The Taliban are telling their people to prepare for Jihad. Instead, let's give the Afghani people their first good meal in years. Seeing your family fully fed and the prospect of stability in terms of food and a future is a powerful deterrent to martyrdom. All we ask in return is that they, as a people, agree to enter the civilized world. That includes handing over terrorists in their midst.
In responding to terrorism we need to do something different, something unexpected, something that addresses the root of the problem. We need to take away the well of despair, ignorance and brutality from which the Osama bin Ladens of the world water their gardens of terror.
-- Kent Madin
Over the Internet
No higher priority
To the Editor:
Keeping all the military bases in El Paso County in the same Congressional District is the most critical issue in Congressional redistricting. Without that, Colorado will not have a seat on the Armed Services Committee and all of Colorado will suffer. No plan should pass unless it meets this simple criterion.
El Paso County currently contains five military installations and nearly 22,000 military retirees. This military sector in El Paso County alone provides $2.4 billion annually to the state economy. Fort Carson is the second largest employer in the state (after state government itself). The number of military retirees ranks the 5th Congressional District third in the nation for retiree density. America faces another round of base realignment and closures. It is imperative that Colorado be represented on the Armed Services Committee for the benefit of the entire state. There is no higher priority, especially now as we call on our military to respond to the terrorist threat.
Will our state legislators put the state's interests ahead of partisan politics and their own personal ambitions?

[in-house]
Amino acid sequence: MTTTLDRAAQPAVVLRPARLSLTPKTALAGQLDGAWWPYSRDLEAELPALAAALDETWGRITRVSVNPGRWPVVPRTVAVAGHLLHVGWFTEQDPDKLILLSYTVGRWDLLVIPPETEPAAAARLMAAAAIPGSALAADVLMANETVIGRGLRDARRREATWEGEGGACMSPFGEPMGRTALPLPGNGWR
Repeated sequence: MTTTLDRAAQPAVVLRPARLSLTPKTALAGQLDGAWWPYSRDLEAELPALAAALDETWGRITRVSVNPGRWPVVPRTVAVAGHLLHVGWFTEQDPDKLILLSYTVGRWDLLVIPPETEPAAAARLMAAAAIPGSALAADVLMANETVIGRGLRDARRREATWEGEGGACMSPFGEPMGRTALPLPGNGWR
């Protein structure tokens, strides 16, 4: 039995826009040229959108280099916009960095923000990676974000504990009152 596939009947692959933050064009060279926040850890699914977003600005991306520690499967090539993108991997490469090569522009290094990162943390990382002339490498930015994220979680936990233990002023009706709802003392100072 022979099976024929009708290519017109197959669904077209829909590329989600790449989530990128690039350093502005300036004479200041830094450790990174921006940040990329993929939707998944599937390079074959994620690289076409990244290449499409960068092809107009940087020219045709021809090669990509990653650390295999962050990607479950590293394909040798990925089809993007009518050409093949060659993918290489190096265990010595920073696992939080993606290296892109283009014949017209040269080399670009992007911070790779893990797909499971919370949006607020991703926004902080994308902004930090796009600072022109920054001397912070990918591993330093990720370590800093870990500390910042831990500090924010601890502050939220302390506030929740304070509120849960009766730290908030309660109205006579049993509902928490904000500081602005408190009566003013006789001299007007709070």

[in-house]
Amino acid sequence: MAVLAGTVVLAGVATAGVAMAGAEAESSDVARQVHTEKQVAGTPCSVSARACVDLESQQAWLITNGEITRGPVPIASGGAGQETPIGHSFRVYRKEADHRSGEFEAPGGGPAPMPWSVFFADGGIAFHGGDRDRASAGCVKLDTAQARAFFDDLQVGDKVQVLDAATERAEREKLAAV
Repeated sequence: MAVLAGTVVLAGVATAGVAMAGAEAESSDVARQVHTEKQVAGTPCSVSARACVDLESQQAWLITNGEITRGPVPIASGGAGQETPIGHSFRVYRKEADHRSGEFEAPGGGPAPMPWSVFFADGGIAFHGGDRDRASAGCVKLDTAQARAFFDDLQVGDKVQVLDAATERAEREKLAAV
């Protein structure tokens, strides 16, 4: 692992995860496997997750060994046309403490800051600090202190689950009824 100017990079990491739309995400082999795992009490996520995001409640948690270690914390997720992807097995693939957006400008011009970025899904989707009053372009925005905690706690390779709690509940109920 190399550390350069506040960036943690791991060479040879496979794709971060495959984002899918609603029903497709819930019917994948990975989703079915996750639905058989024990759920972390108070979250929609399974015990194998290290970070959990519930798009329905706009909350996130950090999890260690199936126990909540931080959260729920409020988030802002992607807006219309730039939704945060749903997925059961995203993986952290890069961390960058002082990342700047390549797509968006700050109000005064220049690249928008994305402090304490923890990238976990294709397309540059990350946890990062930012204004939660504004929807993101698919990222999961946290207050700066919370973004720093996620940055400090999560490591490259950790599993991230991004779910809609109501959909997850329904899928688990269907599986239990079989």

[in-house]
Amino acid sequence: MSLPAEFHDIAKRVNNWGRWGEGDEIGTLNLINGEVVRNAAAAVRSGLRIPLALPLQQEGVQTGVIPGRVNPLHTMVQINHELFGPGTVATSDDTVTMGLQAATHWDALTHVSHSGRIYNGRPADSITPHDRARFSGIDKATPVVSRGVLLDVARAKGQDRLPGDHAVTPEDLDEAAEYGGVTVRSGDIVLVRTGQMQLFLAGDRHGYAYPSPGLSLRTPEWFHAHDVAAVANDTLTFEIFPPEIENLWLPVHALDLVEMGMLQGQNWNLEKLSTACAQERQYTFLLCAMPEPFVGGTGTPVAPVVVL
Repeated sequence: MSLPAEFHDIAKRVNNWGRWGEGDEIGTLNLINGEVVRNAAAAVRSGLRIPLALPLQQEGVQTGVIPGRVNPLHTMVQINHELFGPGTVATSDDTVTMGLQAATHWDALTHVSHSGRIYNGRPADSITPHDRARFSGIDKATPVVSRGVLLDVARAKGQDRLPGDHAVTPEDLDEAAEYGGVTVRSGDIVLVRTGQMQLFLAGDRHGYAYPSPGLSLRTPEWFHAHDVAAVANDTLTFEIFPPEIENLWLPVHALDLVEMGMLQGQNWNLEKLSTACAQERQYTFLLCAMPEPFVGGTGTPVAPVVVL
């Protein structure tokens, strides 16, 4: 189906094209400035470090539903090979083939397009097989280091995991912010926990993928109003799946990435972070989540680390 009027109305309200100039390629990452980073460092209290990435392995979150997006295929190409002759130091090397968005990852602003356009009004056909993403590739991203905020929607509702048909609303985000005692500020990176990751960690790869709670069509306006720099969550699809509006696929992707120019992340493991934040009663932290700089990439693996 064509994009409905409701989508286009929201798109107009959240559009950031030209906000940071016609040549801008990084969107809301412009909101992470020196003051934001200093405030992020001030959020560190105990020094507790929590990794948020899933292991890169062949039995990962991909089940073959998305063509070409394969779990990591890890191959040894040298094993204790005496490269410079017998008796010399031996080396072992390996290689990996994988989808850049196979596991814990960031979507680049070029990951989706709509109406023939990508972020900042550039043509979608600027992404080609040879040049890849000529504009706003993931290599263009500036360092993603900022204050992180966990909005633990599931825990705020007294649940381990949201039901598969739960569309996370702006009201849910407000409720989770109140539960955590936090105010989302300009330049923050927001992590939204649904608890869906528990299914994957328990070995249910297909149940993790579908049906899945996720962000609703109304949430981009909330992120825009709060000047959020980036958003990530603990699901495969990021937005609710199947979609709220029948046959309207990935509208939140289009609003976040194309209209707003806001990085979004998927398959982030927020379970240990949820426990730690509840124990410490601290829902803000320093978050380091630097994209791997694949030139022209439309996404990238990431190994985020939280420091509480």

El Paso County Commissioner
A liberal declares war
To the Editor:
Although I cannot support the idea of President Bush's vengeance, I do unequivocally support a war against Afghanistan and any other fundamentalist Islamic state harboring terrorists. And I am a liberal. Yup, registered Democrat in El Paso County.
You may ask, why would I espouse such heretical ideas. (After all, they might pull my certified liberal card!) Well, let me tell you what I think liberal means. I am very happy that my "liberal" country allows me to attend college, even though I am a woman. I know that in other parts of the world, I would not only be denied schooling but the freedom to do as I wish with my own body, to marry as I choose, to work, indeed, even the right to laugh in public or look at a man in the street. I am very happy that in my "liberal" country I have a wide choice of churches to attend. I know that in other parts of the world, I would only be allowed to worship at the altar of one faith. I am also happy because my "liberal" government does not censor the books I read, makes at least an attempt to not kill civilians during wartime, and allows me to publicly protest its policies without fear of reprisal. And this is just the short list.
As a liberal, I would like to extend my happiness to the rest of the world. As a pragmatist, I am aware that both revolutions and wars are bloody and that we all must pay a price for freedom. There have been very few great social advances in the world that were obtained easily or peacefully. As Edmund Burke said, "The only thing necessary for the triumph of evil is for good men to do nothing."
This "war" is the excuse and the opportunity for America the Brave to finally do something about the brutality, oppression and hate that flourish because of the Taliban and other fundamentalist regimes of the Middle East. Yes, it will be ugly, and yes, innocents will die on both sides. But I cannot condone doing nothing -- we have done nothing long enough. I would charge my fellow liberals out there to think upon Nazi Germany -- how long would you have stood by watching or advocating peace and restraint? If you refuse to act in the face of blatant evil, you are also at fault.
-- Kira Stanley